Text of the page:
Increasing demand for asbestos was due to the relative ease with which it could be manufactured into durable and cost-effective building materials. Before its spectacular fall from grace, asbestos was credited with lowering building costs and placing home ownership within the reach of many ordinary Australians.
Eventually, a connection was made between asbestos and lung disease. Prohibitions on the use of some forms of asbestos were introduced as early as 1967. Unfortunately, a national ban on the use of all asbestos did not come into effect until 2003. Sadly, by this stage, asbestos had already infiltrated thousands, if not hundreds of thousands, of Brisbane homes.
Why asbestos is so dangerous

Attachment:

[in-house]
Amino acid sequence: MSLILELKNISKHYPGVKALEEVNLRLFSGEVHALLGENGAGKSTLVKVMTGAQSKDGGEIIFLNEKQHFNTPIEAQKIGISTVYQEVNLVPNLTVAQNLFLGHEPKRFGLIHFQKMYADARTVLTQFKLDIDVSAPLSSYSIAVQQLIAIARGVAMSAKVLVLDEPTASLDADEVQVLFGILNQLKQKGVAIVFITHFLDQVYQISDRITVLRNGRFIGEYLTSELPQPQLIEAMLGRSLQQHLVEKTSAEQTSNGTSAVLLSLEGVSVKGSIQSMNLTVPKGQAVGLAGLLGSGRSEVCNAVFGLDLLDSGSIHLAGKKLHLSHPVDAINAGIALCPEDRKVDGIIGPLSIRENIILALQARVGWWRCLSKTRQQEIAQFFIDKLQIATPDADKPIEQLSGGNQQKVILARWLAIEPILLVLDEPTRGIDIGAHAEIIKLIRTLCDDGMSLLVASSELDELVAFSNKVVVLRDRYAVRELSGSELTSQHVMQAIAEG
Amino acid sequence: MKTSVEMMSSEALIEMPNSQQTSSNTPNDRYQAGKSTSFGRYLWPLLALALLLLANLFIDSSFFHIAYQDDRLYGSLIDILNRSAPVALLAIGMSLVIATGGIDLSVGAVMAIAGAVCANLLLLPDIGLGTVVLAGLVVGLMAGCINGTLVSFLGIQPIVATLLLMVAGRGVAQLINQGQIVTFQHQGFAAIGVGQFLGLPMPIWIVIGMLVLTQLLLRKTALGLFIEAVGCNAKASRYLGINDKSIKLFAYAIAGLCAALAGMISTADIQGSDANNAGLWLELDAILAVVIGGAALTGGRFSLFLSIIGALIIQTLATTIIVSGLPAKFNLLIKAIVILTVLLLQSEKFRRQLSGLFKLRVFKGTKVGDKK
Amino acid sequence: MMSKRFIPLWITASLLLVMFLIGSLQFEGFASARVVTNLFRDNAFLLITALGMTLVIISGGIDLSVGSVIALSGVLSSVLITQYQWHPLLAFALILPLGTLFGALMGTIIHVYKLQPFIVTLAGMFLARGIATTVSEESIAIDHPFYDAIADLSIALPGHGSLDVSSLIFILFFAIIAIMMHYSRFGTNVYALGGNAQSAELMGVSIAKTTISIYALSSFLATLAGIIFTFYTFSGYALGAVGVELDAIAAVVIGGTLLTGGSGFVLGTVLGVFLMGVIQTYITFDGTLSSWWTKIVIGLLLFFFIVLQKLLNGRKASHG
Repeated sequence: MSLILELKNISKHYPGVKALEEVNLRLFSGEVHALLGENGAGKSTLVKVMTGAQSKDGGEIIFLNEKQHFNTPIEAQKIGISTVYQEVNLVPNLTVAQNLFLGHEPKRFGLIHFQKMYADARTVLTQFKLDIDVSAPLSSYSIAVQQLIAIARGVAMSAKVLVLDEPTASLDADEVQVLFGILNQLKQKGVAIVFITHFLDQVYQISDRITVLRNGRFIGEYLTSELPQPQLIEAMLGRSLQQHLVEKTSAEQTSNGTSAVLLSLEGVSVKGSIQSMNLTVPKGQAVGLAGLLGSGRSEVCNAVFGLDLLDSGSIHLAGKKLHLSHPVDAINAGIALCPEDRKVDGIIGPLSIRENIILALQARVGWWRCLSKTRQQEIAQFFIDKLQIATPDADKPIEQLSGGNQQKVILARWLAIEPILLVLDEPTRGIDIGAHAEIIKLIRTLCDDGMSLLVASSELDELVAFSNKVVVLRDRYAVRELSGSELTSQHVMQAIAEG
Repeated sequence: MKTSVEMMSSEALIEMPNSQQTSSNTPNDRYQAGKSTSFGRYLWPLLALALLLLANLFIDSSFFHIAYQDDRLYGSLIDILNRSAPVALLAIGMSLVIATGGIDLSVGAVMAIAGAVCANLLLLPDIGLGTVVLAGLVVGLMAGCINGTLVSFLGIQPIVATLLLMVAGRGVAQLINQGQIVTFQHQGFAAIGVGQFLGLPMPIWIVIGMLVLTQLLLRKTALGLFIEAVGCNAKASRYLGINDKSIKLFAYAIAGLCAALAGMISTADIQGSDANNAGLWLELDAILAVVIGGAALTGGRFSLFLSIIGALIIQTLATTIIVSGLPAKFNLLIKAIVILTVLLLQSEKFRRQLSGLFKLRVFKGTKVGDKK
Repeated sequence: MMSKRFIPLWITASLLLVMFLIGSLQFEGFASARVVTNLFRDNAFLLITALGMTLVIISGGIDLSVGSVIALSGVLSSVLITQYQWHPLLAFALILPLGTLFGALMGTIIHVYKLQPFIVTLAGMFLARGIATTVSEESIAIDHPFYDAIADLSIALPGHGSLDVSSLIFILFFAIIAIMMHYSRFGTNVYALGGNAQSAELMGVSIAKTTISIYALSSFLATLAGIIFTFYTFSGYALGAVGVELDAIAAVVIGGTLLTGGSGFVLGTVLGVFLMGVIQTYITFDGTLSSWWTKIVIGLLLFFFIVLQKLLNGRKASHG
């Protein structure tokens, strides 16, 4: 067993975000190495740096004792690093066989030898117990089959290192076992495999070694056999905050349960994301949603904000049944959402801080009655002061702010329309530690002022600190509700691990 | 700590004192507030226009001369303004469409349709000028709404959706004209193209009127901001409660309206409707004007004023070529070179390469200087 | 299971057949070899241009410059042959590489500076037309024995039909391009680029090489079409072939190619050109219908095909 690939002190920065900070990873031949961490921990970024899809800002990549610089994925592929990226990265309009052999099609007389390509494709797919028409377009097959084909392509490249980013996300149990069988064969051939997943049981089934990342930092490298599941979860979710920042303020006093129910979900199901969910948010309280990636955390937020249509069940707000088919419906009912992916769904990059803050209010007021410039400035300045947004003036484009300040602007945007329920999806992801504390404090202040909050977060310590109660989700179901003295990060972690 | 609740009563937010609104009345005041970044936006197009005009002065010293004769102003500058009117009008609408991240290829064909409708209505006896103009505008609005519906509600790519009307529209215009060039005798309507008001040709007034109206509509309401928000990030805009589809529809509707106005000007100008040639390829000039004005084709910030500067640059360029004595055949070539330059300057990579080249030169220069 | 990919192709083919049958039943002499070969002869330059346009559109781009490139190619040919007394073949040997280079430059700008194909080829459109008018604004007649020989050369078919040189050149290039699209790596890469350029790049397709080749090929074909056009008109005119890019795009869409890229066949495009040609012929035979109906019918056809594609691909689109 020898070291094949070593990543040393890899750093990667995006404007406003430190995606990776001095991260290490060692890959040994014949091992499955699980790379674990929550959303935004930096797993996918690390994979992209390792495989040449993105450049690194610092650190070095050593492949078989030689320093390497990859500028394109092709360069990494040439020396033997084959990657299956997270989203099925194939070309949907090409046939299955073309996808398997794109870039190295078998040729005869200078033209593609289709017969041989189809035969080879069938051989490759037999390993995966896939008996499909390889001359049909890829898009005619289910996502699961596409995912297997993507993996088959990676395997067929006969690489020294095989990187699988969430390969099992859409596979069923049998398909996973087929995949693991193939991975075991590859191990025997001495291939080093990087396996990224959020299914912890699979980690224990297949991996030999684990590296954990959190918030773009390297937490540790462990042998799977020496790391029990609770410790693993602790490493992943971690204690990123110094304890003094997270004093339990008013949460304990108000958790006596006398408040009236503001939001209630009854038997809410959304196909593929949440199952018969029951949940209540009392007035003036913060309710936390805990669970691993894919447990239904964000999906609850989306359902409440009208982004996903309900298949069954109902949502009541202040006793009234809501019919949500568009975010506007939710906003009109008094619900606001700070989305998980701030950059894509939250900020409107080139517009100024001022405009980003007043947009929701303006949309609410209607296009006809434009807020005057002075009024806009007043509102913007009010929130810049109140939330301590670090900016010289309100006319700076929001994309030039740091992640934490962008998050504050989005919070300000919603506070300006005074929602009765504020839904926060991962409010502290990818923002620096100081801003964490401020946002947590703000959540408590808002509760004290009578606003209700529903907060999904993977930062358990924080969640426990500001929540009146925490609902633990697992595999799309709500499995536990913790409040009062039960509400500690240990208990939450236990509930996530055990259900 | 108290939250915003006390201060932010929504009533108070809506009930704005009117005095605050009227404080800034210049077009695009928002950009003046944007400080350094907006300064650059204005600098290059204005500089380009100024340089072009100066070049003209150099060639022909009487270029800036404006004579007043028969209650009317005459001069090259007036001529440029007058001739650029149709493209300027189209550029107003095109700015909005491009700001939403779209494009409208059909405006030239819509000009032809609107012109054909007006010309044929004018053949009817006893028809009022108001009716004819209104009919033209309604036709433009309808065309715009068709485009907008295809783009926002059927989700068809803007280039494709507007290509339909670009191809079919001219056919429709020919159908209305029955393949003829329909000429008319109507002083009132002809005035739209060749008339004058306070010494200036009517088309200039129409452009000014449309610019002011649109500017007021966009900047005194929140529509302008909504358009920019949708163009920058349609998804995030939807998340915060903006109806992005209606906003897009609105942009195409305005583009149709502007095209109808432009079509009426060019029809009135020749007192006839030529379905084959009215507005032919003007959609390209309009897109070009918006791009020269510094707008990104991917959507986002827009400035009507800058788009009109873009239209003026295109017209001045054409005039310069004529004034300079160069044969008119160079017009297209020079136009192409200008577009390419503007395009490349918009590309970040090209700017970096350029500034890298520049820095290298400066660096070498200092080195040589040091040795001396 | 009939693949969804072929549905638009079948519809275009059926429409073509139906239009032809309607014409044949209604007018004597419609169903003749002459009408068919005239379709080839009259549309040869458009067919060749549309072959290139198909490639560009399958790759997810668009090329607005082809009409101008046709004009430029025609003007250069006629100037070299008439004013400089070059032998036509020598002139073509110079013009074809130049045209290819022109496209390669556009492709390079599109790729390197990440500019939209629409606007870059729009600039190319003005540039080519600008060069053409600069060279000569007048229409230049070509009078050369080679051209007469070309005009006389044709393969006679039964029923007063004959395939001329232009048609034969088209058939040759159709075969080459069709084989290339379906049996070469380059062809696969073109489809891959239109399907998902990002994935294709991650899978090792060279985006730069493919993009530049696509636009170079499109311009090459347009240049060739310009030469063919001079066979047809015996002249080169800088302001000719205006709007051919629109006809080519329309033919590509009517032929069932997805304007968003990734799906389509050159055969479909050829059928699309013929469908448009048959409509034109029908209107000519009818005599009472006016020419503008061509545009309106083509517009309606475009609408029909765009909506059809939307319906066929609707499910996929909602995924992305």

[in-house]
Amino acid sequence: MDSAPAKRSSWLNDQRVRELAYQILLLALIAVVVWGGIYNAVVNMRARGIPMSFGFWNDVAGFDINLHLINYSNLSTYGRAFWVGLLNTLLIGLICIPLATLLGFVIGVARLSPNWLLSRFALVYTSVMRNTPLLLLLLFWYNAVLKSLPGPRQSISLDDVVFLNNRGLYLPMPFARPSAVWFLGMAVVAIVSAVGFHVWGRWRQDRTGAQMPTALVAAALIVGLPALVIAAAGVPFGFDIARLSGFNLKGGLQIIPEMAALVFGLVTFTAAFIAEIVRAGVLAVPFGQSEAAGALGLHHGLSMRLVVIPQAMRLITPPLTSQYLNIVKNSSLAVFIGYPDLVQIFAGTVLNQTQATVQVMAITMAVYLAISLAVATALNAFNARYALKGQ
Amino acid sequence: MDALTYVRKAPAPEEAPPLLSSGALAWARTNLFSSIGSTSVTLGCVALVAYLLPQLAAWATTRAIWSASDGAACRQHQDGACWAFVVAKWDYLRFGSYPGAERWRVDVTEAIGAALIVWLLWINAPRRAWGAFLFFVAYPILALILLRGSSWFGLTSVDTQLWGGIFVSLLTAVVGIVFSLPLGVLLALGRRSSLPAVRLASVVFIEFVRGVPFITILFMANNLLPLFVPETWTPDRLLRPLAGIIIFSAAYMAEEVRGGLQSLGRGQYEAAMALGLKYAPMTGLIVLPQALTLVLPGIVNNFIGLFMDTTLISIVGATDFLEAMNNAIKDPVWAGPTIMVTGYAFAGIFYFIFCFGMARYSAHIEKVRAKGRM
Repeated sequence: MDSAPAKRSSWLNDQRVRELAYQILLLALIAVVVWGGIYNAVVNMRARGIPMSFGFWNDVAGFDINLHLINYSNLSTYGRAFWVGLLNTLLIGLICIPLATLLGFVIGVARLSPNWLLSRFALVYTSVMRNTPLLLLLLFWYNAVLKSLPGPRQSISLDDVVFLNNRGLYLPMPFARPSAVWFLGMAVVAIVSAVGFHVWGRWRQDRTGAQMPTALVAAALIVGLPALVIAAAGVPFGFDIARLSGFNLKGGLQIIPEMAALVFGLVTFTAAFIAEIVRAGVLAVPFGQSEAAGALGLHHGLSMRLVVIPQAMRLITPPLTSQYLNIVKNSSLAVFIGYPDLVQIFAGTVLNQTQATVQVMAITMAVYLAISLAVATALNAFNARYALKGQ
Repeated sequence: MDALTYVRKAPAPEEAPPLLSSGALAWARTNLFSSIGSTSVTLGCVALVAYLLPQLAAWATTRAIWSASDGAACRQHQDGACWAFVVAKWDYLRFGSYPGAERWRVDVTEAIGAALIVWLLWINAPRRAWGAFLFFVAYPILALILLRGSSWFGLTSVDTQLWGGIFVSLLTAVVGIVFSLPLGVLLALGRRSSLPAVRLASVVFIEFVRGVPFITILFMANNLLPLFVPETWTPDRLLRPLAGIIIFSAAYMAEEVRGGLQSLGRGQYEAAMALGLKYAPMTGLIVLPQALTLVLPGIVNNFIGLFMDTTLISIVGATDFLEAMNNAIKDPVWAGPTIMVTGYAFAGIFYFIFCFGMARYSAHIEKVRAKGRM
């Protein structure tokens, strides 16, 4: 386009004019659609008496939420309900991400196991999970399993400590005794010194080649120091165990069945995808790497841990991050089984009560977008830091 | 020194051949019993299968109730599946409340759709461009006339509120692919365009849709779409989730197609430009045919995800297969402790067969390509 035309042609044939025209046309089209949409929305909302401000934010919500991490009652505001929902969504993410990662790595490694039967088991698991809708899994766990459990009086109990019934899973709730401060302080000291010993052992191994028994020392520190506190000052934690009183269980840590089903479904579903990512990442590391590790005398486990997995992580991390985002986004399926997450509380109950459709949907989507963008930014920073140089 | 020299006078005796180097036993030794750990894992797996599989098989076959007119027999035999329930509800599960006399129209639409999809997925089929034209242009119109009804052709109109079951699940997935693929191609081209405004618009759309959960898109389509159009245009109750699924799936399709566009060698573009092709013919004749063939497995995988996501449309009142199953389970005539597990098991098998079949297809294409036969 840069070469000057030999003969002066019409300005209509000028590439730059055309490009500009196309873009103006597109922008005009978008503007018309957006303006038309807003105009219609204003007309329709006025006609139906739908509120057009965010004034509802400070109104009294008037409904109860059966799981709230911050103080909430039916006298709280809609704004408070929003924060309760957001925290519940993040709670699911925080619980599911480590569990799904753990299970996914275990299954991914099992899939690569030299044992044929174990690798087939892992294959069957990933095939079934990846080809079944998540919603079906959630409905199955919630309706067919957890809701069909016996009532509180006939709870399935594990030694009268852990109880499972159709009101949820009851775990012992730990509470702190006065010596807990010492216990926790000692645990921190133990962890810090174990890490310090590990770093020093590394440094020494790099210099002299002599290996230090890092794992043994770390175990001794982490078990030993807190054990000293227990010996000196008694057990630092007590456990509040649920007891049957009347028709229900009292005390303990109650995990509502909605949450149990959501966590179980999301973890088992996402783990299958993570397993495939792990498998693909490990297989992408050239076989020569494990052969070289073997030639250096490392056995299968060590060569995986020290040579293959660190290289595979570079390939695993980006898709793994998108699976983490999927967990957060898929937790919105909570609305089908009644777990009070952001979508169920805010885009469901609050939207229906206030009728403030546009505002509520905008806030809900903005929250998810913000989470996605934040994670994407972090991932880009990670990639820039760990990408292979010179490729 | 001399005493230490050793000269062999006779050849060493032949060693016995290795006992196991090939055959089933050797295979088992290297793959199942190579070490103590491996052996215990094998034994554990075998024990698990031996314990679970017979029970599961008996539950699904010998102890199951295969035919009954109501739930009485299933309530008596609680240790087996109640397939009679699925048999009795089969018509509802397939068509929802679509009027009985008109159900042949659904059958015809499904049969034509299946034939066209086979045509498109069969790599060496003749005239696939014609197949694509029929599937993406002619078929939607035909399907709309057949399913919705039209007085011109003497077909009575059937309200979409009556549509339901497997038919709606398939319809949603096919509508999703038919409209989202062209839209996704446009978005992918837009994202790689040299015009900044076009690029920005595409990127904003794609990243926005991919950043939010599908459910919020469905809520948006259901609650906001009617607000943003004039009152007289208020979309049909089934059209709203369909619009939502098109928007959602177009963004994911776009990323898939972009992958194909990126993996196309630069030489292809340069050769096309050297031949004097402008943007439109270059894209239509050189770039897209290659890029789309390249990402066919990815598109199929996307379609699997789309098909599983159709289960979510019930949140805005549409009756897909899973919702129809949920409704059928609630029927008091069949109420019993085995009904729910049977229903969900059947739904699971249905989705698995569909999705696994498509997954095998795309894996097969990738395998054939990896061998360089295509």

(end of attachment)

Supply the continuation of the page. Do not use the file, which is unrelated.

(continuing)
Exposure to asbestos poses a very significant long-term risk of life-threatening, if not fatal, lung disease. This is because asbestos dust or fibres can lodge in the lungs or other organs of the body. Exposure to asbestos can result in malignant conditions such as mesothelioma and lung cancer, but also in equally devastating, non-malignant conditions such as asbestosis and changes to the pleura (the thin, double-layered membrane protecting the lungs) including thickening or the formation of pleural plaques.
If you’re diagnosed with an asbestos-related disease, you’re set on a treadmill of invasive, painful tests and treatment, as well as years of diminished quality of life. You might also face the emotional toll of participating in stressful and lengthy litigation for compensation, if you choose to go down that path. To date it’s estimated that asbestos-related diseases are responsible for more than 10 000 Australian deaths. The numbers are steadily climbing.